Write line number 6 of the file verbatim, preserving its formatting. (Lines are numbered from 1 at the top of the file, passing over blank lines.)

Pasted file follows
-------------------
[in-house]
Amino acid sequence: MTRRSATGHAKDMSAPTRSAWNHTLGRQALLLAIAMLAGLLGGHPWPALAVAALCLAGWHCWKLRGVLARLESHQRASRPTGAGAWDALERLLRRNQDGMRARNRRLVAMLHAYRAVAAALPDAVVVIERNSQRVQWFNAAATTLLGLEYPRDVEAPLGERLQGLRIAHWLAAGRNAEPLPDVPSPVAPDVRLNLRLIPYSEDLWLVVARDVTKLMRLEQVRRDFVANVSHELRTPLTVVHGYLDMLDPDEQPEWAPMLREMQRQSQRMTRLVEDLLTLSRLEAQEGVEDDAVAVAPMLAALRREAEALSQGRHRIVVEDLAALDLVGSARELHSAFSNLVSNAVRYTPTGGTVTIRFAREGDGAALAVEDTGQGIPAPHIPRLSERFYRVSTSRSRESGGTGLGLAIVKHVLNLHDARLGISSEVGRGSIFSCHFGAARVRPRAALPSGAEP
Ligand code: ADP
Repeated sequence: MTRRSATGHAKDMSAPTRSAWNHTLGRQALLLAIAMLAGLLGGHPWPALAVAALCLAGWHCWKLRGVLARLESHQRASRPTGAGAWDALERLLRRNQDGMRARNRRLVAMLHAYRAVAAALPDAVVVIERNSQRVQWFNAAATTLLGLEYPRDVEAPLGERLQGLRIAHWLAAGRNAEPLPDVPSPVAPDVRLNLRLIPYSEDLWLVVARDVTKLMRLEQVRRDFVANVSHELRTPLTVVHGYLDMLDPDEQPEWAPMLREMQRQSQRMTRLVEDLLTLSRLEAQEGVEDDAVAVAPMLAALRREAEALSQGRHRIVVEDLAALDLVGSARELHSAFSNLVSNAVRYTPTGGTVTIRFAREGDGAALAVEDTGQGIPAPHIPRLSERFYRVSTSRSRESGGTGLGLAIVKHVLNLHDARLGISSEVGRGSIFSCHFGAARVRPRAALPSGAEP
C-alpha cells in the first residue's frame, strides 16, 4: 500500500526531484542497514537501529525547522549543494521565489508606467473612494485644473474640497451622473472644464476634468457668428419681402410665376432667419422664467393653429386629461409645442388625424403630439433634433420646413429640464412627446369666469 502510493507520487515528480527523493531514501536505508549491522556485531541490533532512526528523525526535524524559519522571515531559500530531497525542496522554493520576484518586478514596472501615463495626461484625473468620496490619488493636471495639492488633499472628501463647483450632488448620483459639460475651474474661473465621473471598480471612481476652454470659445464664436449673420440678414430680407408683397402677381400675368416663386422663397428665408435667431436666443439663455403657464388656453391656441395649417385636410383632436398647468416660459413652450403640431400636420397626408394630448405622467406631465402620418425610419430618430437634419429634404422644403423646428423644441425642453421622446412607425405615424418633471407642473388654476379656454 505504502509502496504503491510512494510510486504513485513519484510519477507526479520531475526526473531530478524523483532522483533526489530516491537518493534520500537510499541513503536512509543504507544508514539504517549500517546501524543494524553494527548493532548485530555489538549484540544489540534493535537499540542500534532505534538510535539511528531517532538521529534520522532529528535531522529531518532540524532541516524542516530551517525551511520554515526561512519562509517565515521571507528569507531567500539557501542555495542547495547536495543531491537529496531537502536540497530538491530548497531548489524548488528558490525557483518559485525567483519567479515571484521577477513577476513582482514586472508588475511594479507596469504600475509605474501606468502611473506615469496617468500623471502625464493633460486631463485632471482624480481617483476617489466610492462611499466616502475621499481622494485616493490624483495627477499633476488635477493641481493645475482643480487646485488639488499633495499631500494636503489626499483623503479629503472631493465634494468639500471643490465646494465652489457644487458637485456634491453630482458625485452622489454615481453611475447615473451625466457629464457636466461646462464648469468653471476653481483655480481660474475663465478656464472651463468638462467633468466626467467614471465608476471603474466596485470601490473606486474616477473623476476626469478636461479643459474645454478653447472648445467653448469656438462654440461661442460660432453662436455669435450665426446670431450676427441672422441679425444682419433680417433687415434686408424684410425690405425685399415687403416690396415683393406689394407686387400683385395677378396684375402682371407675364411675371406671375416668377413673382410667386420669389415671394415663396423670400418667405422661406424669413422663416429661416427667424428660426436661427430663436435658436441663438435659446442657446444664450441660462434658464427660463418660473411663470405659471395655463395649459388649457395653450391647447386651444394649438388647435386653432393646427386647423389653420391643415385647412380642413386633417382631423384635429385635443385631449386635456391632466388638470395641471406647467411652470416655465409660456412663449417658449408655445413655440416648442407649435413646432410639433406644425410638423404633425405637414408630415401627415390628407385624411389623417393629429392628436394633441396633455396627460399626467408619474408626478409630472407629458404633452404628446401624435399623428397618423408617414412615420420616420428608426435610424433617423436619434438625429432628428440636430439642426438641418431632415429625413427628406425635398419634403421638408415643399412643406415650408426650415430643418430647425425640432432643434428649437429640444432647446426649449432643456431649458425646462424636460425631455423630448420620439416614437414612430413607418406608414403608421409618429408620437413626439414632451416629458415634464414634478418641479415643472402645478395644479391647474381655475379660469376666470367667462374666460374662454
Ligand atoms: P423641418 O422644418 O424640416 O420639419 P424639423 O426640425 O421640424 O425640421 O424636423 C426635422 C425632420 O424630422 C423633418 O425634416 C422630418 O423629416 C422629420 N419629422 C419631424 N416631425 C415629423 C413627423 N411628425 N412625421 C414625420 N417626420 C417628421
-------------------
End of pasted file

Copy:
Ligand atoms: P423641418 O422644418 O424640416 O420639419 P424639423 O426640425 O421640424 O425640421 O424636423 C426635422 C425632420 O424630422 C423633418 O425634416 C422630418 O423629416 C422629420 N419629422 C419631424 N416631425 C415629423 C413627423 N411628425 N412625421 C414625420 N417626420 C417628421